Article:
in our culture about the German - and are pretty quick to make references to the Nazis when we want to make fun of them. Yet, look at them: how did
this transformation of spirit happen?
Following world war 2, the German people had to bear witness to the spectacle of the Nuremberg trials of 1945-46, and later on the Frankfurt trials of
63-65. German historians and philosophers - led above all by Jurgen Habermas - have sought to acknowledge and 'metabolize' the significance of their
actions - the suffering they caused, but above all, they sought to understand the conditions thatunderlined the rise of Nazism - and in doing
so, came to a healthy realization: the need to mourn.
Indeed, any traveler to Germany today - particularly - will be exposed to plaque after plaque naming where Jews once lived - indexing for passerby the
memory of a horror - or a persecution - and a timeless trauma.
What happens to the Human brain when it internalizes the suffering of others, instead of expunging it, denying it, and objectifying it with reflexive
recourse to a "redemptive narrative" (i.e. justification for its happening)? Tears begin to flow - awareness happens - but above all, something even
deeper and more metaphysical seems to be happening; for the German population (not all, of course, but a good majority) the demons of their ancestors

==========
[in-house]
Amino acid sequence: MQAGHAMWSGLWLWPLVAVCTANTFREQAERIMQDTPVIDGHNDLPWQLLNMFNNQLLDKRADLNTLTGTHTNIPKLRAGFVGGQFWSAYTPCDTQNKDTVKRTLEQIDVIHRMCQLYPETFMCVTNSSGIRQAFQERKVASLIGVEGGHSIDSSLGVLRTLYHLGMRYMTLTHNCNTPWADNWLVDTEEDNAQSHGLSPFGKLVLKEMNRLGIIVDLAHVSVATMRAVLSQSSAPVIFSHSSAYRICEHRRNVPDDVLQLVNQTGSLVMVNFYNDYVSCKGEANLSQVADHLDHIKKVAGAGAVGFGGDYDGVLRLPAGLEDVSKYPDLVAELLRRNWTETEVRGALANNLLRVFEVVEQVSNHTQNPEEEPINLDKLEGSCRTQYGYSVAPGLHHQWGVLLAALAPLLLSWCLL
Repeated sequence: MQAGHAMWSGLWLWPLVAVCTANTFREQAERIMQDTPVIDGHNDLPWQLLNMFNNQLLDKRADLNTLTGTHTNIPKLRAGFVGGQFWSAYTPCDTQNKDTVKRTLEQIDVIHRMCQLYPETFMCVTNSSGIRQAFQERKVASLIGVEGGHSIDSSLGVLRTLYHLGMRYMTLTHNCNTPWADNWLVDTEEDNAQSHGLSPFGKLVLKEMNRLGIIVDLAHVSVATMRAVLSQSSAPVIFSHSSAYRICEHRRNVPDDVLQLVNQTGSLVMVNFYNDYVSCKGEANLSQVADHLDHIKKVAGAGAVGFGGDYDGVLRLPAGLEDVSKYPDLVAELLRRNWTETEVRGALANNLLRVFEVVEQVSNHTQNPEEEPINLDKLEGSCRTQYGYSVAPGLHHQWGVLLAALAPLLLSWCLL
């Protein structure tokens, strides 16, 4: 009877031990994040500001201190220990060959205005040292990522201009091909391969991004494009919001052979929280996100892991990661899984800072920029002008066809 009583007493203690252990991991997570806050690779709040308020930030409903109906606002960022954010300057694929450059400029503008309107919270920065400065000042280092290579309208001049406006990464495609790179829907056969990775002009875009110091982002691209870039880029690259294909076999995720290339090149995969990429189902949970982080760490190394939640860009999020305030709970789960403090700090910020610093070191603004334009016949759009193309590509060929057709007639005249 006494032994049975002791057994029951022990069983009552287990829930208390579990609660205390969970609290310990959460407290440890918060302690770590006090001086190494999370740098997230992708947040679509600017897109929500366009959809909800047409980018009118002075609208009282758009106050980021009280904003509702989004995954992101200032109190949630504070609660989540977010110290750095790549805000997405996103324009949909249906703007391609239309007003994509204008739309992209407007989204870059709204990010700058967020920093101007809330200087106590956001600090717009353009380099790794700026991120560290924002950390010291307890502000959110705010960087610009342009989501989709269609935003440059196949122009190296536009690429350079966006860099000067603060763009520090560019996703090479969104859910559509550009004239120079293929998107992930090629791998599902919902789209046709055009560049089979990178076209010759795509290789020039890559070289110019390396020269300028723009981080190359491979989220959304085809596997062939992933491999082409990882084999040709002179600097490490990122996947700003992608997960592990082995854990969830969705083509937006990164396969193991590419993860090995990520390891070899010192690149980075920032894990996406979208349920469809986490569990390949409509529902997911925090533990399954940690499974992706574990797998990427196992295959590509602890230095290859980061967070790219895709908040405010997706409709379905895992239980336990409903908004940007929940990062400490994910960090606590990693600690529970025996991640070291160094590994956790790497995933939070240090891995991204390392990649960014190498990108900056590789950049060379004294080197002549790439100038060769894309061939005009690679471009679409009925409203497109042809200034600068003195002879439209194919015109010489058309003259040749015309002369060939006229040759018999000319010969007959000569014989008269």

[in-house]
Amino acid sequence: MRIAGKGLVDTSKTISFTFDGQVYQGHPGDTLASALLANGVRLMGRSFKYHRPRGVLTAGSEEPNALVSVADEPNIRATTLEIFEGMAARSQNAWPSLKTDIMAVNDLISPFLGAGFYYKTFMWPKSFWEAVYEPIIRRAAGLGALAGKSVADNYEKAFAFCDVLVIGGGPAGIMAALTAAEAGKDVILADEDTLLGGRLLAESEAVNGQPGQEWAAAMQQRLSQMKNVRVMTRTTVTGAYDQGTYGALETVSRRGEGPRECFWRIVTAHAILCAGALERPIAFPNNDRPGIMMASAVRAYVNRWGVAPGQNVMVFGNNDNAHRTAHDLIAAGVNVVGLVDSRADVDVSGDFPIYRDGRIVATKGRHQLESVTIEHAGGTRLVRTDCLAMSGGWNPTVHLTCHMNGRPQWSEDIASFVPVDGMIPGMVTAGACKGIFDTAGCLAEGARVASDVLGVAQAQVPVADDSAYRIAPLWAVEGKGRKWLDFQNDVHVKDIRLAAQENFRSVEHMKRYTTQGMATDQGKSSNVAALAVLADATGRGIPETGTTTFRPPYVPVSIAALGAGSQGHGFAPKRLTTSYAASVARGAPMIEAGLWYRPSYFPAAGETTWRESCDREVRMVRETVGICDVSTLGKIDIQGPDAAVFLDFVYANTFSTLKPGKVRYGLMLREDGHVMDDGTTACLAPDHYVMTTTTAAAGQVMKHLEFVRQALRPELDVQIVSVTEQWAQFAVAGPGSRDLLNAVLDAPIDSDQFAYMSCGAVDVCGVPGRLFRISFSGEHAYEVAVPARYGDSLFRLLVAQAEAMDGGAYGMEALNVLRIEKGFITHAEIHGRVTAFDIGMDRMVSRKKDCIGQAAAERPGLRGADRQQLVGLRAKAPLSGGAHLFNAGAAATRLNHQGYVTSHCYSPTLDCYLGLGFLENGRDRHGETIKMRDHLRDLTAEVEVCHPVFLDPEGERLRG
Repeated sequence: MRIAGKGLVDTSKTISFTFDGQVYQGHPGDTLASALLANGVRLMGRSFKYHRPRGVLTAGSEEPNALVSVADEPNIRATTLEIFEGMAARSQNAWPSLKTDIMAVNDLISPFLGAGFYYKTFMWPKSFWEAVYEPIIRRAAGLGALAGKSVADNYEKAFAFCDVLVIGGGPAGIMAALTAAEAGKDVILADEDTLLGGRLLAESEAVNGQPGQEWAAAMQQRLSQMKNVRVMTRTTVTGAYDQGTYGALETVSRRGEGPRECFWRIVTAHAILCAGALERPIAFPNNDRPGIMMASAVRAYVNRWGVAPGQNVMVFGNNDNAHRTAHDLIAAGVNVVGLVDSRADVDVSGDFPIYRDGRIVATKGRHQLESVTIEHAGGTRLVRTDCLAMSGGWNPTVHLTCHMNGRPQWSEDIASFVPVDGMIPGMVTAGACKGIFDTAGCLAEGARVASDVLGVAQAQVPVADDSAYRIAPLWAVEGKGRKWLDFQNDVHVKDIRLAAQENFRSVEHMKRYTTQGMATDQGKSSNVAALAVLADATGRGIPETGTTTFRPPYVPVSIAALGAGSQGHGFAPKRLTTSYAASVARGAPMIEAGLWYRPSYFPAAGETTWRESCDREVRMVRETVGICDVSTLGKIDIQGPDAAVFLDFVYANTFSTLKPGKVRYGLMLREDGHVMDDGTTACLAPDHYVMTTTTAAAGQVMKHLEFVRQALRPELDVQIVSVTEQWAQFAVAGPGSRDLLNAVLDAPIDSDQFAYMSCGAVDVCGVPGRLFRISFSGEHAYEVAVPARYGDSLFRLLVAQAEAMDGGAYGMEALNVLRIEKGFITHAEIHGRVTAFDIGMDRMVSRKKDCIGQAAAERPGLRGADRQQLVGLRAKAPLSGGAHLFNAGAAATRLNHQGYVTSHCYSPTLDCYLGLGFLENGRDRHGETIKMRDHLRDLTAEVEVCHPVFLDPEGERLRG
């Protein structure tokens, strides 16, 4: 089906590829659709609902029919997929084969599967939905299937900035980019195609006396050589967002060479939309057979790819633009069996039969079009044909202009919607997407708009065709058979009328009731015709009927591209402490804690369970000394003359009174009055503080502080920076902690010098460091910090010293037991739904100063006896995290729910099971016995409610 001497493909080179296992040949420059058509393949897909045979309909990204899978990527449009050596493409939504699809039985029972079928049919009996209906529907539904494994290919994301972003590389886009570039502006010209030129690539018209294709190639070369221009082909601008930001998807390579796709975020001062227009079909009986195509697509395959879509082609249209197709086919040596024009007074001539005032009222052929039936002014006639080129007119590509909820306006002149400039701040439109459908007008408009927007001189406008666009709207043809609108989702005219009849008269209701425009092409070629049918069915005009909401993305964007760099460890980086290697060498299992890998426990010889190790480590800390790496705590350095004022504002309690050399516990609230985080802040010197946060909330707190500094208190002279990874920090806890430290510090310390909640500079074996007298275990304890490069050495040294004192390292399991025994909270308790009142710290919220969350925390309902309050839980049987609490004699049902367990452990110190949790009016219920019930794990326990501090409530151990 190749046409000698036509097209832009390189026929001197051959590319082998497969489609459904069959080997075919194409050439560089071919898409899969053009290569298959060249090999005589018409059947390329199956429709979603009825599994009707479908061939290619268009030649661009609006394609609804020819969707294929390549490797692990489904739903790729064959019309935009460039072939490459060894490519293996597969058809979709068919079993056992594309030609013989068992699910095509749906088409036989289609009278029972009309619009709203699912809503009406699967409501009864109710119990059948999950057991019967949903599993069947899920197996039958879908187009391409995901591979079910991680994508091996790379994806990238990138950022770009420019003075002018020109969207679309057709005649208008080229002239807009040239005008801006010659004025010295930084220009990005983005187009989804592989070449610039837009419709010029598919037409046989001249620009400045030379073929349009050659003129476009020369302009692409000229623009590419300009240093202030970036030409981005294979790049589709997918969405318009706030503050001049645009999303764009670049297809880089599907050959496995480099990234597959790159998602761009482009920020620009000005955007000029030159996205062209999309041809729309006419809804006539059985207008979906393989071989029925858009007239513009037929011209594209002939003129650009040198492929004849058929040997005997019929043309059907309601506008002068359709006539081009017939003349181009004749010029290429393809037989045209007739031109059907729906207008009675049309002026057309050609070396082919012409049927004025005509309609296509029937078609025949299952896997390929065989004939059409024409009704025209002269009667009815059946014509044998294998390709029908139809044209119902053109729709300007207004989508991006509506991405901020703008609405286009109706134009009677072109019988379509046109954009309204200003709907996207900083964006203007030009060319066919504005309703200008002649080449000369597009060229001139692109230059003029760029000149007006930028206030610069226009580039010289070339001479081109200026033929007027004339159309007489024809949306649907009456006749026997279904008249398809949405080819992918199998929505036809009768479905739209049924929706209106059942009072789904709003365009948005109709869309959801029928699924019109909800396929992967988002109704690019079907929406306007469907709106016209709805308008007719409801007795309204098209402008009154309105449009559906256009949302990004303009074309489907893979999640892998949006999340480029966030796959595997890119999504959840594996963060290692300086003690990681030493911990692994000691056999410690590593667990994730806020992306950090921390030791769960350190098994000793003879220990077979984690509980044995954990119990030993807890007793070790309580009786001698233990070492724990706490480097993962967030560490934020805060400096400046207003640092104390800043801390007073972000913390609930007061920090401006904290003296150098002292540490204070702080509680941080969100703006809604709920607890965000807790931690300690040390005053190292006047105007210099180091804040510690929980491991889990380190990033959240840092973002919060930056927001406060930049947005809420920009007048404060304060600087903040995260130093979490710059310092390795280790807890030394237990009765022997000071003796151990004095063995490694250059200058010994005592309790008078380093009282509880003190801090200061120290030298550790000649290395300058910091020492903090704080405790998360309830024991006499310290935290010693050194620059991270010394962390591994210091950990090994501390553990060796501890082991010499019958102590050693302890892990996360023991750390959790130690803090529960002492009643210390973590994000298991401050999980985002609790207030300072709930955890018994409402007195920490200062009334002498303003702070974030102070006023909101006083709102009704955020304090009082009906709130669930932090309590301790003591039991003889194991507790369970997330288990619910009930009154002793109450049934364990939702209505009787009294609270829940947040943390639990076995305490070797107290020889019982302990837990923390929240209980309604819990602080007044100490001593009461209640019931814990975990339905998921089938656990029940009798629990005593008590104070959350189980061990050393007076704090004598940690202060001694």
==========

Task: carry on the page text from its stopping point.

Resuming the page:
- of their parents and their parents: those who paved the way for Nazism - were 'laid' to rest when they focused their minds on the sufferings of
Jews, gypsies, communists and other victims of the Nazi horror. What was laid to rest, but the spirit of dissociation - or refusing to acknowledge,
know and recognize the same Self that exists in the Other?
To me, feelings flow when recognition happens - whereas it is stifled, mutated, and distorted, in its absence.
Today's Russian people likewise have settled into a culture of relativism, and for many, nihilism has become a plausible - and sustainable -
What is this but the unacknowledged ghosts of Russia's past, animating the minds of today's generation - fueled by a government motivated by power,
excess and greed?
Russia proves the point - that recognition - attunement to the reality of consequences - of our 'encirclement' with one another - needs to happen
for the 'demons of the past to be purged'.
Alas, the infection has spread, and another people - also haunted by the ghosts of its past (i.e. slavery) - has become animated by the same demonic
forces - arising within those with a similar non-recognition of the actions of their ancestors - and the way those actions, unmetabolized,
unrecognized and unknown, tarnish perception and pervert cognition.
Where trauma occurs, a void is opened - both in the traumatizer and traumatized - they both lose an important dimension of being: the actor, possessed
by the demons of his unmetabolized past - his own traumas, transmitted as always through parents and society - and the traumatized - a victim of the
breakdown of Humanity - a 'sore' which the demons of others cannot bear knowing.
Mourning is there to re-equilibrate and restore the 'system' of our body to a state of coherence. The transformation of German society into todays
leading opposition (to Trump) is not a coincidence, but an effect of the healthiness of mourning.
Dissociation is nothing more than a delay of the inevitable.
The bird flies, the fish swims, the dog smells, and the human recognizes the experiences of others.